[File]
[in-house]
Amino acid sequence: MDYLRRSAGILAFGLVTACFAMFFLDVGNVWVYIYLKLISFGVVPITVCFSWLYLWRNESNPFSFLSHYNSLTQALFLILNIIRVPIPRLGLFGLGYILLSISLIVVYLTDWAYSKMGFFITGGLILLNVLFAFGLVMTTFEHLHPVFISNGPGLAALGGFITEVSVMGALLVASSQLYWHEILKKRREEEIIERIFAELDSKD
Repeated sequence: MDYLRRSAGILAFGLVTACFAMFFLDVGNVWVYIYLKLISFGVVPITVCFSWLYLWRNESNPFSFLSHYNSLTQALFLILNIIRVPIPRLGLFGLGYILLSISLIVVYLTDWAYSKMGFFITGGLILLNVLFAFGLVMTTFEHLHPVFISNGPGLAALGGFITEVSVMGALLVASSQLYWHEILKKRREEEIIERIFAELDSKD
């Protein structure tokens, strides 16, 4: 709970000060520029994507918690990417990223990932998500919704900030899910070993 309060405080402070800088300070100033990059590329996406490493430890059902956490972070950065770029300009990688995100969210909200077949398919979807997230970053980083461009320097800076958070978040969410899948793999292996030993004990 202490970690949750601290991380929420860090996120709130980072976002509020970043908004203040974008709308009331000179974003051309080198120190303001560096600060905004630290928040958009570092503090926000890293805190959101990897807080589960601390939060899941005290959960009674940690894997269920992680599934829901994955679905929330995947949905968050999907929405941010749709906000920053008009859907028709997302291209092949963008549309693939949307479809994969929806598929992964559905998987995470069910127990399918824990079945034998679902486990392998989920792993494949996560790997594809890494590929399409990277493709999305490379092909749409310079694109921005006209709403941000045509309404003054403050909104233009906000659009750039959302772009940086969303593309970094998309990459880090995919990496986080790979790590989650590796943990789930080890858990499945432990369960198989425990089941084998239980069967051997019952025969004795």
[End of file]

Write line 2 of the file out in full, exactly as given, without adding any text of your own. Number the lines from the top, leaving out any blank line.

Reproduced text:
Amino acid sequence: MDYLRRSAGILAFGLVTACFAMFFLDVGNVWVYIYLKLISFGVVPITVCFSWLYLWRNESNPFSFLSHYNSLTQALFLILNIIRVPIPRLGLFGLGYILLSISLIVVYLTDWAYSKMGFFITGGLILLNVLFAFGLVMTTFEHLHPVFISNGPGLAALGGFITEVSVMGALLVASSQLYWHEILKKRREEEIIERIFAELDSKD